YAOUNDE, Cameroon – The U.N. Security Council on Friday kicked off a visit to spotlight Africa’s worst humanitarian crisis as millions face hunger amid the Boko Haram insurgency in Nigeria and the Lake Chad region.
“We came in order to show that this will no longer be a neglected crisis,” British Ambassador Matthew Rycroft told reporters.
One question in the aid response is the United States, which pledged no funding for the Nigeria crisis at an international conference in Oslo last week co-hosted by the United Nations. The U.S. is the world’s largest humanitarian donor, but U.S. officials have said the Trump administration is proposing a 37 percent cut to diplomacy and foreign aid budgets to help pay for increased military spending.
The U.N. has launched a $4 billion aid appeal for the Nigeria crisis and similar ones in South Sudan, Somalia and Yemen. It was not clear how much the U.S. has pledged.
The U.S. has indicated it is “very ready to donate” under Trump, U.N. humanitarian chief Stephen O’Brien said during a visit to Kenya on Friday, and he suggested it may not have pledged yet because of its budgetary cycle. The Trump administration’s budget plan is expected this month.
The Security Council began its visit in Cameroon with meetings with top officials and an encounter with the multinational force fighting the Nigeria-based Boko Haram extremists.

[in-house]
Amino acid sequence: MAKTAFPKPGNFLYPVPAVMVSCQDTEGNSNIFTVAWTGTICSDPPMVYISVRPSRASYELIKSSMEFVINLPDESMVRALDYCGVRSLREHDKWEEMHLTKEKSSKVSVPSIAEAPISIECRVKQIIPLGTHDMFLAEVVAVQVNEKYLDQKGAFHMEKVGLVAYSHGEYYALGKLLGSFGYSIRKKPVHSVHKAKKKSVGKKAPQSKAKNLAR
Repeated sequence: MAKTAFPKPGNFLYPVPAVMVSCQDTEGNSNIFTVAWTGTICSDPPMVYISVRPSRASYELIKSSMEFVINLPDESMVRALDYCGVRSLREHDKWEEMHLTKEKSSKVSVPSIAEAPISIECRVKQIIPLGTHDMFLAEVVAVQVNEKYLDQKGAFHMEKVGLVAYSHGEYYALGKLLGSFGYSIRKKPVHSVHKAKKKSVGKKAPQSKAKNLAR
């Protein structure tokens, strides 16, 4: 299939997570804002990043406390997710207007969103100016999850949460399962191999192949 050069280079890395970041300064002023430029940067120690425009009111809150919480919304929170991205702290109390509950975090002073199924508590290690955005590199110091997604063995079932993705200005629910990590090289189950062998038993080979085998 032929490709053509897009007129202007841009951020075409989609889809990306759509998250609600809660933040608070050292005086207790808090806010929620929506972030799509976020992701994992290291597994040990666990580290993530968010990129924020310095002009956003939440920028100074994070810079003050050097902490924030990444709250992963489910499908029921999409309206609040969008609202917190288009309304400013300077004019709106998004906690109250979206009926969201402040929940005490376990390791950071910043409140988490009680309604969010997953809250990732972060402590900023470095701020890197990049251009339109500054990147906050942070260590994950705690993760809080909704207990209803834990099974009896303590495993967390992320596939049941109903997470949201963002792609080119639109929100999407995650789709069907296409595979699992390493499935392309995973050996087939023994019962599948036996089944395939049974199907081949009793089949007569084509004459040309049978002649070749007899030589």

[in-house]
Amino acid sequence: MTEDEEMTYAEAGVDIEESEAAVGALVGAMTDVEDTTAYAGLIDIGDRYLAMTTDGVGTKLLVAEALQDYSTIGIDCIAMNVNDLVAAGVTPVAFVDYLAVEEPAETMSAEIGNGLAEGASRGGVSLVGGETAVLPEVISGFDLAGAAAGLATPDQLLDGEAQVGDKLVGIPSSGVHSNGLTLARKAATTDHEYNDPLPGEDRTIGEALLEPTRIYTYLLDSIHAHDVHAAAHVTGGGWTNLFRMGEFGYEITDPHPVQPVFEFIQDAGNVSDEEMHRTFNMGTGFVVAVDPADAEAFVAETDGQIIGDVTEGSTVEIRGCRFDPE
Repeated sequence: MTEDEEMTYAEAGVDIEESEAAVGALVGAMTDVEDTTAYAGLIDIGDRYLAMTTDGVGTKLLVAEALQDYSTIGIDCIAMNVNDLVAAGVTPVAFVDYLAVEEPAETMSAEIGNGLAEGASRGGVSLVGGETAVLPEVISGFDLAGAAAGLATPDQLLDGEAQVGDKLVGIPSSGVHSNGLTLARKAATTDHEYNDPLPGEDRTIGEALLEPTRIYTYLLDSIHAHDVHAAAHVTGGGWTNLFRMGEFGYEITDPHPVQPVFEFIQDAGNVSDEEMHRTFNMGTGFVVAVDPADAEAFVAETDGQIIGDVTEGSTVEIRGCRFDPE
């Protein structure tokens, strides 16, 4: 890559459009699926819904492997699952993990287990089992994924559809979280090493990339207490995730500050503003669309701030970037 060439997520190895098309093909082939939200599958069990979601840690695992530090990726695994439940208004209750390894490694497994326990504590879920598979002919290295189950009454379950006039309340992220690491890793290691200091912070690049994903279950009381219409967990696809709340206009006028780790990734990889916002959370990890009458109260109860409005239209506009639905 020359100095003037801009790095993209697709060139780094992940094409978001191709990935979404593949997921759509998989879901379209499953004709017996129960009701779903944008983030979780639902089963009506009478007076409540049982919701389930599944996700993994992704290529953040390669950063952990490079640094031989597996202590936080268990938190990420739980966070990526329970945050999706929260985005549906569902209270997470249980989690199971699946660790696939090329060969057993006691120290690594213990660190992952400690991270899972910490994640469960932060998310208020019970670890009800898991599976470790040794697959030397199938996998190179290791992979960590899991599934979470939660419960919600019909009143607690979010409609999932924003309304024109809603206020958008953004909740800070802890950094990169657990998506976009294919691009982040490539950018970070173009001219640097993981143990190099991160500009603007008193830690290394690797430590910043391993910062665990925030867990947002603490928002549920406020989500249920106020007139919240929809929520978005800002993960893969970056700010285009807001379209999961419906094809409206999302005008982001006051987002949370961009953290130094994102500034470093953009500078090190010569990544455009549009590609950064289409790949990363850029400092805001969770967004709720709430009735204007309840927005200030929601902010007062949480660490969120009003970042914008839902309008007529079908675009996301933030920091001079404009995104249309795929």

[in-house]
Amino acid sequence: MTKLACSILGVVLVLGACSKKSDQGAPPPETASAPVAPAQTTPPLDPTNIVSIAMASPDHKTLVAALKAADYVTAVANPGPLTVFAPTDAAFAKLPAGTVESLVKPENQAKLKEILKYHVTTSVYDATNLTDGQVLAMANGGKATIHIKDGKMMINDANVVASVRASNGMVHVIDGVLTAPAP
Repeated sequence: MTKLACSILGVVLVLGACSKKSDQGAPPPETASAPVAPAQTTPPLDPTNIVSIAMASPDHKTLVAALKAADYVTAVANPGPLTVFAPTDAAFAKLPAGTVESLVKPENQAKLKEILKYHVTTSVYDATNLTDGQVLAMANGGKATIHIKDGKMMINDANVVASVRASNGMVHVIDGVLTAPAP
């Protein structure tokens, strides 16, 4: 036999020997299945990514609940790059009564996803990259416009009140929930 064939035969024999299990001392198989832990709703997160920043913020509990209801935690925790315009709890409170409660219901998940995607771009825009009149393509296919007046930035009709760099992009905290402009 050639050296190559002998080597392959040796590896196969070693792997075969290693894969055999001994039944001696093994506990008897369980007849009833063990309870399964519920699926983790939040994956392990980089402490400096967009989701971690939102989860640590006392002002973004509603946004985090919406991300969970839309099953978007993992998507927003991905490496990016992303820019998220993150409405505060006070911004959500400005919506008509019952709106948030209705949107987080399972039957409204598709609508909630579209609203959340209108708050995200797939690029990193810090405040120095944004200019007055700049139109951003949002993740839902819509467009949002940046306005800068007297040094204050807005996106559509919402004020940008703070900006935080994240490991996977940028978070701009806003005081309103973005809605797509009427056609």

Council members also plan to go to Chad and Niger, then on to Nigeria, where they are expected to visit a camp for people displaced by Boko Haram.
On Friday, officials said three suicide bombers killed themselves and set fuel tankers ablaze in Maiduguri, the birthplace of Boko Haram and the center of Nigeria’s military efforts to counter the group.
In Nigeria, Boko Haram’s seven-year uprising has killed more than 20,000 people and driven 2.6 million from their homes. Now the group has moved into neighboring countries.
At the Oslo conference, the U.N. humanitarian chief said 14 countries had pledged $672 million over the next three years to prevent a famine in the four countries around the Lake Chad basin.
Security Council members who pledged were France with $14 million, Italy with $31 million, Japan with $48 million and Sweden with $31 million.